This little moralizing is a result of something that bothered me (I willingly admit it bothered me more than was strictly necessary) in the wake of the earthquake in Haiti. There were two kinds of reactions to this tragedy (more on this later): the first was the "please donate to Haiti relief;" the second was "oh my god I am so sad about Haiti I have been upset all day my thoughts and prayers are with all Haitians we are all one planet today."

There is not a single Haitian currently buried under rubble who gives a shit about how YOU feel! This is not about YOU. Using a disaster to broadcast what an empathetic do-gooder you are is disingenuity at its worst. Shutup and pay the nice people at the Red Cross if you feel so strongly about it.

Now for the controversial part. WHY do you feel so strongly about it? An earthquake killing people in Haiti is the most normal way people have been killed in Haiti in ages. Haiti is a cesspool and has been for your entire life. Where was your sadness on Monday? Haiti is easily the worst country in our hemisphere - disaster relief isn't going to help that. Which is not to say we shouldn't contribute to disaster relief. But the outpouring of, frankly, crocodile tears over a natural disaster in a place that is a manmade disaster is unbecoming. Again, I am making a distinction between caring about the plight of the Haitians by making a donation and seeming to care about the Haitians while making it more about how much you care about Haitians.

The world can be a deeply shitty place most everywhere. The difference is that when an earthquake hits Northridge, California or Kobe, Japan, since neither of those places is a hellhole on earth, once the rubble is cleared, and the mourning finished, life in those places isn't unbearable. In two weeks or two months, once the aid agencies have left and the streets are free of rubble and body parts, Haiti will still rank among the places human beings would least like to be. I wish that we, collectively, could spend more time in between natural disasters donating our time, our money, and our well-wishing to making places like Haiti, like Sri Lanka (remember all the people who died there in a natural disaster? when was the last time you even thought about Sri Lanka?), livable. So that a natural disaster would be a temporary sadness in an otherwise decent place. We're not ever going to stop earthquakes or hurricanes or volcanoes; reacting to their impact and leading the victims to believe we give a shit on a grand scale when we only care for the duration of the news cycle, is, at best, unbecoming.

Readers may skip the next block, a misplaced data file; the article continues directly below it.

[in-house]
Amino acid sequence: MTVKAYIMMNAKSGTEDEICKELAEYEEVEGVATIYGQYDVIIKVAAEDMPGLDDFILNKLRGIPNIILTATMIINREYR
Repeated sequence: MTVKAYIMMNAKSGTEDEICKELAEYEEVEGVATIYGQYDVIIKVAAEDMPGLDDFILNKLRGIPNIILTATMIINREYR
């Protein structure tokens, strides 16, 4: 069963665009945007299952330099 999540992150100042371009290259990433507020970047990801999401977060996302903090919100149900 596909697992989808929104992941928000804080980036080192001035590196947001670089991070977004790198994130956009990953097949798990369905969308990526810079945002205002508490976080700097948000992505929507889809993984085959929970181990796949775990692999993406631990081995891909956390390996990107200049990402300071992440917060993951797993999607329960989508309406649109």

It's ok to be overwhelmed by the seemingly unsolvable problems of our age. I wish I felt there was a little more honesty in our reactions to these crises. It's ok to say, "jesus christ, I know I should do more all the time, but it's really hard. In the meantime, let's all pitch in and send a couple of bucks to the red cross. It must especially suck in Haiti right now." It's also ok to donate without fanfare, when you can, what you can, even when it's not a reaction to an immediate problem. Like I've tried to make clear, it's not like Haiti's problems are going away.